Thursday, 14 February 2019

Nothing Beyond

I want to consider another difference between non-dualistic forms of spirituality and those that see this world as not sufficient in itself and ourselves as incomplete. (Note that in a logically consistent non-dual system this world is perfect when perceived correctly and we are perfect now if only we knew it. That is why enlightenment is potentially open to anyone at any time in such systems). Previous posts have gone into this difference but approached the question from the perspective of individuality which is effectively discarded in non-duality, a fundamental misconception in my view even if based on something real which is the shifting of the centre of identity. However, here I wish to look at the matter from another angle.

There is nothing beyond. There is nothing beyond this world and there is nothing beyond ourselves. Earth is heaven when seen with the eye of vision. We see as God sees when we know ourselves to be pure consciousness. Now, I do not doubt that Earth can appear heavenly in vision or ecstasy or any kind of peak experience but this is not the same as saying it is heaven. The mind is its own place and in itself can make a heaven of hell and a hell of heaven, as the poet has it. But still this world is not heaven. There is something much more real behind it, something of which this world is only a dim reflection even if that reflection can partake of the divine in certain modes of awareness. But if non-duality means what it says it does, and if the implications of its claims are understood, then there is no possibility of attaining to a higher state of consciousness than is attainable here and now. The very idea of qualitative difference is meaningless. There may be worlds beyond this one but for a true non-dualist these cannot offer anything more.

Is that not a dispiriting thought? There are not greater and greater vistas of glory. There cannot be if everything is here and now. There is not something more and better than this world or, even if there is, that does not mean our participation, our joy, in it can be any greater. Non-duality means nothing is better, nothing is higher, nothing is more. It is ultimately a sad and sorry philosophy which negates the beauty of life.

Of course, most people who subscribe to this philosophy don't think like this but that's because they have not fully thought through the implication of their belief system. It's all very well, as far as it goes, if you take it simply to mean that the world is not fundamentally separate from us. But when you really think it through, you find that, so keen is it to avoid any kind of separation, it destroys any kind of difference. It may deny this and say that created things are real on their own level but as it effectively regards that level as one of ignorance, this is not much use.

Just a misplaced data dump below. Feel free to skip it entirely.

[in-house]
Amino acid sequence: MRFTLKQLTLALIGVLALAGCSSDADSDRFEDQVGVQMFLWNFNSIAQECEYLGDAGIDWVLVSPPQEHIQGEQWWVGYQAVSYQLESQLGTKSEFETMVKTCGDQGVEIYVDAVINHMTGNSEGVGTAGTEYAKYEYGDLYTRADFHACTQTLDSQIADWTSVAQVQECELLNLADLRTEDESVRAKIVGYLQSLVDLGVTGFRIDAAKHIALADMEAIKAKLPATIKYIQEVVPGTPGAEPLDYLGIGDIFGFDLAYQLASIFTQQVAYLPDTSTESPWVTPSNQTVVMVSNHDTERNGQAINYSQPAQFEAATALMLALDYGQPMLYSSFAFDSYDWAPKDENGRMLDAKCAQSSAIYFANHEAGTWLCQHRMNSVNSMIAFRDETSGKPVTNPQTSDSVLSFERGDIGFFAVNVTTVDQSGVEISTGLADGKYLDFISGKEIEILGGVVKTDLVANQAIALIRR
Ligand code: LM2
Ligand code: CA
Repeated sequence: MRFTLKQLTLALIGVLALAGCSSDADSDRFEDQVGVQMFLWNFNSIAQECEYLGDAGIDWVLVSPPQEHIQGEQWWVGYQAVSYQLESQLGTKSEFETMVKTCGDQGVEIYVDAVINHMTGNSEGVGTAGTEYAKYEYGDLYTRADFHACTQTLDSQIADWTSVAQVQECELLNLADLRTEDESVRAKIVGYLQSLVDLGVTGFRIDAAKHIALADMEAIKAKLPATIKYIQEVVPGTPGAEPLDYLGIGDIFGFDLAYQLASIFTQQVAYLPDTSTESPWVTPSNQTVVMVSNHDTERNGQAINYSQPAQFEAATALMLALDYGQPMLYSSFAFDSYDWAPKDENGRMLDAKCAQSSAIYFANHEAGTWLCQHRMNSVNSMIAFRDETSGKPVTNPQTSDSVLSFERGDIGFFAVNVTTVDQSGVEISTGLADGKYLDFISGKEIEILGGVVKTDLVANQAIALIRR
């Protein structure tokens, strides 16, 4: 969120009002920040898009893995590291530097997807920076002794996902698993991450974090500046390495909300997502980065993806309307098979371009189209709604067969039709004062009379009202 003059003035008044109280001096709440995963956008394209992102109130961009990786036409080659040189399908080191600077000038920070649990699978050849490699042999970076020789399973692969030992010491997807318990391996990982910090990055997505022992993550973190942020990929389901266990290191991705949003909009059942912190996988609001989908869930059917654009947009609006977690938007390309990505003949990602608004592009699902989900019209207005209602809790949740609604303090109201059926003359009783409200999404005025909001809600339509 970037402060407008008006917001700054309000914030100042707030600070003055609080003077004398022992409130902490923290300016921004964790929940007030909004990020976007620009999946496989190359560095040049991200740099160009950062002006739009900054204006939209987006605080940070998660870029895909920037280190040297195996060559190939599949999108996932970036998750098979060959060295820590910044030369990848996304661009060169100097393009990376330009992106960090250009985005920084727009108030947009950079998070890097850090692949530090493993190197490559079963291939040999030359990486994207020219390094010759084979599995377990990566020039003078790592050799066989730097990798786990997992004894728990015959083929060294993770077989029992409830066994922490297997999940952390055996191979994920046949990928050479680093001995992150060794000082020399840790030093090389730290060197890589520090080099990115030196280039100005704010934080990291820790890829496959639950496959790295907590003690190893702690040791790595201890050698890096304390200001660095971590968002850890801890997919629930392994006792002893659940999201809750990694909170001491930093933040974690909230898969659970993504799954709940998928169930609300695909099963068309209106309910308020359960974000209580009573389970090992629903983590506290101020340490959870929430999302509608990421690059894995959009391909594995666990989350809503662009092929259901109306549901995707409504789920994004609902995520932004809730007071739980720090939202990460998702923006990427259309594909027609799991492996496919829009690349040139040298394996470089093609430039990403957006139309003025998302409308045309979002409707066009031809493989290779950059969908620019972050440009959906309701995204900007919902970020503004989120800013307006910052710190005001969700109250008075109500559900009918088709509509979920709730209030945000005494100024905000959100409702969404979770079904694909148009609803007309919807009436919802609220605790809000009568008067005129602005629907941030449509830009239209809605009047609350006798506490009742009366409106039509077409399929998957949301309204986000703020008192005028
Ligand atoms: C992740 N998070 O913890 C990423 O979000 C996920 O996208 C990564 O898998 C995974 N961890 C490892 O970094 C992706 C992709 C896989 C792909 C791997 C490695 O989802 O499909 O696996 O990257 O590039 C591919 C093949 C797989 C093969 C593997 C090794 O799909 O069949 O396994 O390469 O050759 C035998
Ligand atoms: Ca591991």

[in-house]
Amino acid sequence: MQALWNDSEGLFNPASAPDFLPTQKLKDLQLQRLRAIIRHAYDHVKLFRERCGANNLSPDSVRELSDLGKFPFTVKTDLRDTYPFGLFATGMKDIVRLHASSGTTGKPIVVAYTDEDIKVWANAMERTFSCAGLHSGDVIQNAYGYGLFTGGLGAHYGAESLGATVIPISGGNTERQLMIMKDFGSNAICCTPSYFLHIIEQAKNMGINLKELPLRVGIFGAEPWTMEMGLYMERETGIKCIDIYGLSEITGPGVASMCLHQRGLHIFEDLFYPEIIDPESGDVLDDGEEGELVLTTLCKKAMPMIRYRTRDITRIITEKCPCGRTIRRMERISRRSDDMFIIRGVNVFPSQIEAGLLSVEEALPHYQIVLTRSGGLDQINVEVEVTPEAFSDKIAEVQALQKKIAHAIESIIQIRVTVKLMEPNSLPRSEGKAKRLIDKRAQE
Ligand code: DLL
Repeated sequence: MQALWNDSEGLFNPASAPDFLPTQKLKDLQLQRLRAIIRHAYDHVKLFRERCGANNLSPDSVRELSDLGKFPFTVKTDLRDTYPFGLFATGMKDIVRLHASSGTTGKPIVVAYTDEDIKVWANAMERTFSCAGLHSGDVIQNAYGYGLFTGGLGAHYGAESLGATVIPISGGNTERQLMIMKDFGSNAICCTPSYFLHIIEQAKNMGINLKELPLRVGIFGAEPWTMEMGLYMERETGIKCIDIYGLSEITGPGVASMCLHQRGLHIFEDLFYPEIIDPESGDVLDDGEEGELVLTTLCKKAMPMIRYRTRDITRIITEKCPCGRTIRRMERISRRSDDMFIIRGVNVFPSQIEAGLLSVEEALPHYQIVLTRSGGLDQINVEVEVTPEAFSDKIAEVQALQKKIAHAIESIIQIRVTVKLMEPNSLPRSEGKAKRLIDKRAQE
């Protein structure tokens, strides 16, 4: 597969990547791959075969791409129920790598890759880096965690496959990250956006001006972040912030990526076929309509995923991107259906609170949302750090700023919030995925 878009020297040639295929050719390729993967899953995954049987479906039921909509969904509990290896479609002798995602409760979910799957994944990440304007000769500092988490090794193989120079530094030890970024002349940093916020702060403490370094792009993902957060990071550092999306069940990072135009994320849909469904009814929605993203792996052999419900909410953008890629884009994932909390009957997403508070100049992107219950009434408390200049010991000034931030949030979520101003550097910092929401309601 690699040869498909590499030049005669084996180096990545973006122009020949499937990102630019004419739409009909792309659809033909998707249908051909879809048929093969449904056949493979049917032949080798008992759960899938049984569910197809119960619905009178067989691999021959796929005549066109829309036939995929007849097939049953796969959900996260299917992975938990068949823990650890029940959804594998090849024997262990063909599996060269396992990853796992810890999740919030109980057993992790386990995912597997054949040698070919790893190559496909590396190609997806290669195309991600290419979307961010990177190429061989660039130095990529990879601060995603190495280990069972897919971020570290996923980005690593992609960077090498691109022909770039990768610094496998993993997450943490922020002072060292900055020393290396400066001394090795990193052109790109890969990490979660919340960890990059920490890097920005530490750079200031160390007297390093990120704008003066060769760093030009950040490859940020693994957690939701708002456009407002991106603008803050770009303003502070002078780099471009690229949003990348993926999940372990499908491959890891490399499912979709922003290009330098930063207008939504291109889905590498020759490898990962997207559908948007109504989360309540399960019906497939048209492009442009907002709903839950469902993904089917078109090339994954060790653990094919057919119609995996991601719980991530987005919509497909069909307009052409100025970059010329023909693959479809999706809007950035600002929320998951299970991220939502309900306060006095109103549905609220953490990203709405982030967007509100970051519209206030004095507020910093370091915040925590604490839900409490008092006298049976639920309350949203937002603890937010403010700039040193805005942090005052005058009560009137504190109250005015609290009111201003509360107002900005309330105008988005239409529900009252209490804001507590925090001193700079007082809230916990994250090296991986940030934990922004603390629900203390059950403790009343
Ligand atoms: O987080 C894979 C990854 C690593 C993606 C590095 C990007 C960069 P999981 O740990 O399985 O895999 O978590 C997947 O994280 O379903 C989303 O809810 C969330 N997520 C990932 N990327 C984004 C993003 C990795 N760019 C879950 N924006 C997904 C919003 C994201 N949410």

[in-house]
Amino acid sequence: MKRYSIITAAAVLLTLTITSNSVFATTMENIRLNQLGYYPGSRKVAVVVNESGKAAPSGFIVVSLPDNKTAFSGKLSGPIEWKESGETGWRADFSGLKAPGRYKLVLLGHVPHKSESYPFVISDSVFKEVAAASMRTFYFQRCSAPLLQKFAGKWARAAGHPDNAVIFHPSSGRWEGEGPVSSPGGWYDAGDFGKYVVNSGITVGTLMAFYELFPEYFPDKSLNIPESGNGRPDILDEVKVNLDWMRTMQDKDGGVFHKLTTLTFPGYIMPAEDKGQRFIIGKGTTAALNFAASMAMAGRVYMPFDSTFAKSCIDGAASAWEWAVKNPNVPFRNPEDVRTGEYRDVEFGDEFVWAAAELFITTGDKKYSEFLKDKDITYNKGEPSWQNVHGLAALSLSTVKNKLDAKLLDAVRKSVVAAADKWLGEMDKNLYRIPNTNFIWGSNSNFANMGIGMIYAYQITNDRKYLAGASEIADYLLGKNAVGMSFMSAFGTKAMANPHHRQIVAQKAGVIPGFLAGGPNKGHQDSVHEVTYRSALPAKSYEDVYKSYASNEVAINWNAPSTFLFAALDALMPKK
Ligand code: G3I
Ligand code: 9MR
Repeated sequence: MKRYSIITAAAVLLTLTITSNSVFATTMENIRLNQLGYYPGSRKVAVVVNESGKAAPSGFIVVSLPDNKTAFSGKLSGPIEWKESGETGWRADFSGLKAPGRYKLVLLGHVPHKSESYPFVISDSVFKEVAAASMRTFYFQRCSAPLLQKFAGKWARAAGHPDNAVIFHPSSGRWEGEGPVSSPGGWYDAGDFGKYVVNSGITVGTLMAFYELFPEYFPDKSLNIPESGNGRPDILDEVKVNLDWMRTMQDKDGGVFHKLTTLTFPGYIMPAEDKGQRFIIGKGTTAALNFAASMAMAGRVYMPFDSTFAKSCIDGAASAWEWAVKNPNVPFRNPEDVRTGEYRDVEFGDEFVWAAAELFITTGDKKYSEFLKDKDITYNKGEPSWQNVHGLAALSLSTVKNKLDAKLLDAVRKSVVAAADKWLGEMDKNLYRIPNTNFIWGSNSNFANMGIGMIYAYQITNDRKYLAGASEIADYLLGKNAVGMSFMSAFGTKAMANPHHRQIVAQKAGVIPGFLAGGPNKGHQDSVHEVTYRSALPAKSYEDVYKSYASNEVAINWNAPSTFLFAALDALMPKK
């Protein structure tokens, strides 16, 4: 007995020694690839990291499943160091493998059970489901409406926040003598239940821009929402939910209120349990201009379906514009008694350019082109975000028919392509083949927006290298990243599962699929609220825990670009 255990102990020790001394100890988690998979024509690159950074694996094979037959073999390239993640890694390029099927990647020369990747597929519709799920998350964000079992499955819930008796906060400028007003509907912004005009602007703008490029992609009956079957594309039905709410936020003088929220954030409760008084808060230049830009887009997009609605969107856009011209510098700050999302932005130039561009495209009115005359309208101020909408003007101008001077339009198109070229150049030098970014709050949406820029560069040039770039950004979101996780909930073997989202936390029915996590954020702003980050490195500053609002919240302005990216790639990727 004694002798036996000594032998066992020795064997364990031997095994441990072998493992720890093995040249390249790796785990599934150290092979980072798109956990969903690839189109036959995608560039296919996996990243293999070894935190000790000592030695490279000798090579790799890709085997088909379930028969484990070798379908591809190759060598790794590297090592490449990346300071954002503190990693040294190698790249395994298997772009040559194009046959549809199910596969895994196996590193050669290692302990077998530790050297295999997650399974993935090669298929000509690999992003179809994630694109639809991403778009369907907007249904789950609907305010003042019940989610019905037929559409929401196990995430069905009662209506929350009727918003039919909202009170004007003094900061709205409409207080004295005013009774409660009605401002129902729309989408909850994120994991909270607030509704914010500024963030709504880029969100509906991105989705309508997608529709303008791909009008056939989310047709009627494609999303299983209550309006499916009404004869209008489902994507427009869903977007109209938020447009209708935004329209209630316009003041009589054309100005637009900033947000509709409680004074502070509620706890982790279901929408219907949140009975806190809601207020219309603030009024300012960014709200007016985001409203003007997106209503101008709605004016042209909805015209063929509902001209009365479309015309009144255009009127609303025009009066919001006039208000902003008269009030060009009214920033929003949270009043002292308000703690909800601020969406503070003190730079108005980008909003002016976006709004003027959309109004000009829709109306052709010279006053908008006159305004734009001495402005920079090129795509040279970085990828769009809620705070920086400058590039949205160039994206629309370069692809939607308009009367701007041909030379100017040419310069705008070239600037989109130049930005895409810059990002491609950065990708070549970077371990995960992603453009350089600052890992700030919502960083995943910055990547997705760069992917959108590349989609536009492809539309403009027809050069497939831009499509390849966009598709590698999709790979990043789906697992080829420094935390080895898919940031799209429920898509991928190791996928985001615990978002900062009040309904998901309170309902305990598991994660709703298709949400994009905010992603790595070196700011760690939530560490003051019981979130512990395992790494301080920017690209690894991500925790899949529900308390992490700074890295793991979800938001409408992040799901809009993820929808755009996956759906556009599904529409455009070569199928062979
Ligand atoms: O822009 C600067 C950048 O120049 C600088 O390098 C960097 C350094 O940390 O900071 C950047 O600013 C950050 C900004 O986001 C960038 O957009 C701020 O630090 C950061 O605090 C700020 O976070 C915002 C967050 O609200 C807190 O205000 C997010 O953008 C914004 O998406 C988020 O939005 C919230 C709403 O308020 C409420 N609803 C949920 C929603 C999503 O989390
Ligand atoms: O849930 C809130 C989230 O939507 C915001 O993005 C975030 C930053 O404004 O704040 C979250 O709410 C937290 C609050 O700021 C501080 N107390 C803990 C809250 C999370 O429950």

Far better to return to the traditional Western idea of God and creation, both of which are fully real. Non-duality takes the trinity of spirit, soul and body and reduces it to spirit alone but a more comprehensive and inclusive understanding sees them as all having a role to play in the totality of what we (and the universe) are, even if there is a hierarchical ordering to this group. But the fact of hierarchy does not negate the lower levels of the order, all of which combine to make something greater than just the highest on its own. The interaction of spirit and matter produces something more than spirit alone, both for God who can share his life with other free beings, and for us who can enter more and more deeply into the endless mysteries of existence.








Sunday, 10 February 2019

Who Designed the Designer?


The idea behind this question is that if you say that God created the universe, you must then ask who or what created God. For every cause must have a prior cause. Atheists come up with this  challenge sometimes, thinking they have thereby undermined the thought processes of the religious believer, but it actually shows their inability to think metaphysically. Who designed the designer is a meaningless question because it doesn't recognise the difference between spirit and matter. That is to say, between something that exists in time and space, and something that just exists. God is existence itself and therefore absolute being-ness. He needs no design because of his perfect wholeness and oneness. He is not caused because he is not a thing. He just is. And if it is asked how something perfectly simple can be intelligent, the answer is that God does not think. He knows. His being is his knowing, instant and complete.

The material world is one of cause and effect, and when I say the material world I mean the created world so not just physical matter. This is the world of time and space, movement and change. But the spiritual world or state that gave rise to this is not subject to time or space or movement or change, and so notions of cause and effect do not apply to it. This is why certain ancient teachings can say that being came from non-being. I would prefer to express this as becoming came from being but it amounts to the same thing. The world of cause and effect came from uncaused being. Who designed the designer is a question that can only apply to the world of material existence. It has no meaning in a spiritual world which exists outside time.